case the turbulent field represents the current density. These basic features of mixing between order and
chaos make the investigation of properties of turbulence terribly complicated, although extraordinarily
||Turbulence as observed in a turbulent water jet (Van Dyke, 1982) reported in the book
by Frisch (1995) (photograph by P. Dimotakis, R. Lye, and D. Papantoniu).
||Turbulence in the atmosphere of Jupiter as observed by Voyager.
When we look at a flow at two different times, we can observe that the general aspect of the flow has not
changed appreciably, say vortices are present all the time but the flow in each single point of the fluid
looks different. We recognize that the gross features of the flow are reproducible but details are
not predictable. We have to restore a statistical approach to turbulence, just like random or
stochastic processes, even if the problem is born within the strange dynamics of a deterministic
||High resolution numerical simulations of 2D MHD turbulence at resolution
(courtesy by H. Politano). Here the authors show the current density , at a given time, on
the plane .
Turbulence increases the properties of transport in a flow. For example, the urban pollution, without
atmospheric turbulence, would not be spread (or eliminated) in a relatively short time. Results from
numerical simulations of the concentration of a passive scalar transported by a turbulent flow is shown in
Figure 7. On the other hand, in laboratory plasmas inside devices designed to achieve thermo-nuclear
controlled fusion, anomalous transport driven by turbulent fluctuations is the main cause for the destruction
of magnetic confinement. Actually, we are far from the achievement of controlled thermo-nuclear fusion.
Turbulence, then, acquires the strange feature of something to be avoided in some cases, or to be invoked in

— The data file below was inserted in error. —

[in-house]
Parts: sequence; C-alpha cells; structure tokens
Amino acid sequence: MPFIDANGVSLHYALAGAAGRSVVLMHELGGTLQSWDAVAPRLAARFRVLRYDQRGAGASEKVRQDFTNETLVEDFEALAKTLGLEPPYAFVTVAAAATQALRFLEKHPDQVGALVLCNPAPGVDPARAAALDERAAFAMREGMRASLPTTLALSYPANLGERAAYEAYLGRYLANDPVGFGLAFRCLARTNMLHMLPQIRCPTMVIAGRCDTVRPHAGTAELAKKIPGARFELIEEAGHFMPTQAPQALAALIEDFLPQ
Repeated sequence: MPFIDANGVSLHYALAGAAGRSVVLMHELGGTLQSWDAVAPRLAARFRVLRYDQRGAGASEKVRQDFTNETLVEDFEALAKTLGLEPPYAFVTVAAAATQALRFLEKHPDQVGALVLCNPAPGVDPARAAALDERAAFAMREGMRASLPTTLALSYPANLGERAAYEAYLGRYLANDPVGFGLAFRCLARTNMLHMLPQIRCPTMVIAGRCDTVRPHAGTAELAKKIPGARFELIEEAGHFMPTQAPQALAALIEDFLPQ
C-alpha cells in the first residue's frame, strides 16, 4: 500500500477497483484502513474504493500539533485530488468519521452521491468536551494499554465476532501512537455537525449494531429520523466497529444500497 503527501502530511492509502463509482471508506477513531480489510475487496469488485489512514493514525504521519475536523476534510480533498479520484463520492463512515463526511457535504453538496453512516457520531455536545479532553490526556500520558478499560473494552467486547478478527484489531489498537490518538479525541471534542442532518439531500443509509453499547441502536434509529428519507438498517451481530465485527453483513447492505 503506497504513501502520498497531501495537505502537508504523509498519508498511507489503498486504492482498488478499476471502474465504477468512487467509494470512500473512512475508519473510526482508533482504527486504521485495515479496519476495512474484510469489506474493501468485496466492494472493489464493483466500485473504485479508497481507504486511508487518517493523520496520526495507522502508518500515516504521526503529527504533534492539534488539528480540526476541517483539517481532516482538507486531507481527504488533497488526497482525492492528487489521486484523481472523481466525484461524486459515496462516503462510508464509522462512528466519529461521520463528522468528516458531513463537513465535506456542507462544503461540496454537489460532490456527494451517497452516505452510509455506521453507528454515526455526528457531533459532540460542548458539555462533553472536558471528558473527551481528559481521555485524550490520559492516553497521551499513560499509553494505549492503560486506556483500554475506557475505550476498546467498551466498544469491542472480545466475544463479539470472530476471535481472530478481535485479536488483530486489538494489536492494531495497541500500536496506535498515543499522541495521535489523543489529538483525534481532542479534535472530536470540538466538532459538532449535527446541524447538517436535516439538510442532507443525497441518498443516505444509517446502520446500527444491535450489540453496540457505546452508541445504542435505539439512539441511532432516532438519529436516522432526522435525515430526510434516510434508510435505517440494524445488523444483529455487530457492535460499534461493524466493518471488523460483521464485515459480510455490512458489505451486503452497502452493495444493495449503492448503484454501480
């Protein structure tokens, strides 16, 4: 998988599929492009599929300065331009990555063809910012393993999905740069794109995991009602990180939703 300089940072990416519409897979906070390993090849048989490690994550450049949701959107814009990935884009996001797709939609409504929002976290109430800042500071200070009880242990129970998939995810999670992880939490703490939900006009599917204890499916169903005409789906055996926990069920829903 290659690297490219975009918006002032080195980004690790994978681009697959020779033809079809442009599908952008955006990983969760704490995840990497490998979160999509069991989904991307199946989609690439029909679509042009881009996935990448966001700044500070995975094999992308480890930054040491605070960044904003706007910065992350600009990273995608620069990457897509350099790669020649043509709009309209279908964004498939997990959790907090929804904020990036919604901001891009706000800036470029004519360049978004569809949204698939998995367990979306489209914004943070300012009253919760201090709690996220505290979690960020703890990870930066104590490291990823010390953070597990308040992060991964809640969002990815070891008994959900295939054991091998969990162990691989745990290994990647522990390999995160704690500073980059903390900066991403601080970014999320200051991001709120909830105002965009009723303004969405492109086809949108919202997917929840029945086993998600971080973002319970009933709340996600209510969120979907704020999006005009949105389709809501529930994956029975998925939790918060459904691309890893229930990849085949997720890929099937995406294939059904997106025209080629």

some other cases.
Turbulence became an experimental science since O. Reynolds who, at the end of XIX century, observed
and investigated experimentally the transition from laminar to turbulent flow. He noticed that the flow
inside a pipe becomes turbulent every time a single parameter, a combination of the viscosity coefficient
, a characteristic velocity , and length , would increase. This parameter ( is
the mass density of the fluid) is now called the Reynolds number. At lower , say , the flow
is regular (that is the motion is laminar), but when increases beyond a certain threshold of the
order of , the flow becomes turbulent. As increases, the transition from a
laminar to a turbulent state occurs over a range of values of with different characteristics
and depending on the details of the experiment. In the limit the turbulence is said
to be in a fully developed turbulent state. The original pictures by O. Reynolds is shown in
||Concentration field , at a given time, on the plane . The field has been
obtained by a numerical simulation at resolution . The concentration is treated as a
passive scalar, transported by a turbulent field. Low concentrations are reported in blue while high
concentrations are reported in yellow (courtesy by A. Noullez).
||The original pictures by O. Reynolds which show the transition to a turbulent
state of a flow in a pipe, as the Reynolds number increases from top to bottom (see the
website Reynolds, 1883).